a wood older than record, a foster brother of the hills, stood
the village of Allathurion; and there was peace between the
people of that village and all the folk who walked in the
dark ways of the wood, whether they were human or of the tribes
of the beasts or of the race of the fairies and the elves
and the little sacred spirits of trees and streams.”
, in his short story, “The Fortress Unvanquishable,
Save for Sacnoth.”
Before J.R.R. Tolkien and The Lord of the Rings …
before H.P. Lovecraft with his tales of elder gods …
there was Edward John Moreton Drax Plunkett, poet, author,
Irish national chess champion, champion shooter, hunter …
Lord of Dunsany, heir to – among other possessions –
Dunsany Castle, a modernized Norman castle in County Meath,
Ireland, that traces its beginnings to around 1180 –
considered at least one of Ireland's oldest continuously occupied
Born July 24, 1878, in London to a family whose Irish roots
may well predate the Norman invasion, Edward - “Eddie”
to his family – was the son of John William Plunkett,
a scholar and mechanical engineer credited with installing
the first Irish telephone system and developing his own x-ray
mother, Ernle Grosvenor, was a descendant of James Drax of
Barbados and related to Sir Richard Francis Burton, the British
scholar-explorer credited as the first European to find Lake
Edward's childhood was reportedly spent on family property
in Shoreham, Kent and Dunstall Priority as well as Dunsany
Castle, and he attended Cheam and Eton before entering Sandhurst
in 1896. He married Beatrice Child-Villiers, daughter of the
Earl of Jersey, in 1904, and their only child, Randal –
later 19th Lord Dunsany – was born in 1906.
Dunsany had already embarked on his career as writer. His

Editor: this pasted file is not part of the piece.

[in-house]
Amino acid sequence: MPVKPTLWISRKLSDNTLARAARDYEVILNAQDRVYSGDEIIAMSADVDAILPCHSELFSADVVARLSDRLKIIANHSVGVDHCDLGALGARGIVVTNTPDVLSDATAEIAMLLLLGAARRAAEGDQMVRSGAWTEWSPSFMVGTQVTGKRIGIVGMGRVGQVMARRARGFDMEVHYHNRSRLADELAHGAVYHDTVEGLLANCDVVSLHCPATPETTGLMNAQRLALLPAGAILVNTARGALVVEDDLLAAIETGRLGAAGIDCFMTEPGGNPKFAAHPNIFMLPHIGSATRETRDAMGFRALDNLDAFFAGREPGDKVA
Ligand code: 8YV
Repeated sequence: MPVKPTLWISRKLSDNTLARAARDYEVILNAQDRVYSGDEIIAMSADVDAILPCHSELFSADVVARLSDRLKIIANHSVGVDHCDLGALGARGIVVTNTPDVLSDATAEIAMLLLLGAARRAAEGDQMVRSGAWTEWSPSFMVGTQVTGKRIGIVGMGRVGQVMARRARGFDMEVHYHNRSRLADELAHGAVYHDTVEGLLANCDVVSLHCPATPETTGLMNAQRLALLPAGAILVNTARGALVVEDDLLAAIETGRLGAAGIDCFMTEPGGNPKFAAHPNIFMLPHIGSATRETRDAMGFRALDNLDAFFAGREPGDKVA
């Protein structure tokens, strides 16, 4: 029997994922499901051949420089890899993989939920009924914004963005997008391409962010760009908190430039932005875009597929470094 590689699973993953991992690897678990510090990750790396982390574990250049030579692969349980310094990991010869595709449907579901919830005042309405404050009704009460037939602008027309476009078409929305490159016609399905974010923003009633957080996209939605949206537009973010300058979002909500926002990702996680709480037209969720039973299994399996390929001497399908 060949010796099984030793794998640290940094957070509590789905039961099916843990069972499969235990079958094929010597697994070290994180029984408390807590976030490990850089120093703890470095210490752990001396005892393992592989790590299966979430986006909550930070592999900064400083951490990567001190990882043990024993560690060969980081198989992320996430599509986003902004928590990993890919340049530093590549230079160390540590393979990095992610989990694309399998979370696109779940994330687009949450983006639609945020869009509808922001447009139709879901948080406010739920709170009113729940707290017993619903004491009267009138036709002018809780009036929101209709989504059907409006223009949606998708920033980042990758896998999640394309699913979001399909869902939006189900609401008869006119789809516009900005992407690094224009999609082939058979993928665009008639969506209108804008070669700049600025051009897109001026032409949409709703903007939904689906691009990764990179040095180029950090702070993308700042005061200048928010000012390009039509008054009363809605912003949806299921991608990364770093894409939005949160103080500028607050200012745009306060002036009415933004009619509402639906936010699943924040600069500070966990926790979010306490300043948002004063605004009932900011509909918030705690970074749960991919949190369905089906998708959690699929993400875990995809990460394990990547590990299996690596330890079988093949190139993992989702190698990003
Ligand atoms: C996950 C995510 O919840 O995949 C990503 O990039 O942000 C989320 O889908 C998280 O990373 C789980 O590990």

poem “Rhymes from a Suburb,” was published in
the Pall Mall Magazine in September 1897. It's his earliest-known
Gods of Pegana, a book of short stories, came in
1905, and in 1909, the first of Dunsany's plays, The Glittering
Gate – written at the suggestion /request of William
Butler Yeats – opened to critical and public acclaim
at London's Abbey Theatre.
King of Elfland's Daughter, considered a pioneering
work in modern fantasy, came in 1924.
the intervening years, World War I interrupted Edward, Lord
Dunsany's career. Although in his mid-thirties when the war
started, he enlisted for active service that included time
in the trenches. After the Great War, he resumed writing and
lecturing, resuming his interest in poetry as well as fantasy.
War II imposed another interruption, during which Dunsany
served in the Home Guard and Local Defense Force. Returning
to civilian life again, he added radio broadcasts and television
appearances to his lectures – which included tours in
the United States – and writing.
1957, the then-79-year-old Lord Dunsany suffered an attack
of appendicitis. Surgery was performed, but he never regained
consciousness. He died on Oct 25 in Dublin.
didn't exist as a term when Dunsany began writing. His works
included – besides fantasy, drama and poetry –
general fiction, science fiction and autobiography.
his fantasy that has put him on a par with the likes of Poe,
Morris and H. Rider Haggard. And his works are considered
to have influenced – among others – Tolkien, Lovecraft
and C.S. Lewis.
the job of the fantasy novelist – and it is –
to fill the reader with a sense of wonder, Lord Dunsany was
a master. The Elfland he created for his 1924 novel is a world
“beyond the fields we know” where time runs slower
and existence is cause for wonder.
Ziroonderel at one point chides the men of Erl (in our human
world) for complaining that their dealings with Elfland have
resulted in “overmuch magic”:
magic! As though magic were not the spice and essence of life,
its ornament and splendour."
Middle Earth, there was Elfland – and an Irish lord
who opened the gates to fantasy before we had a name for it.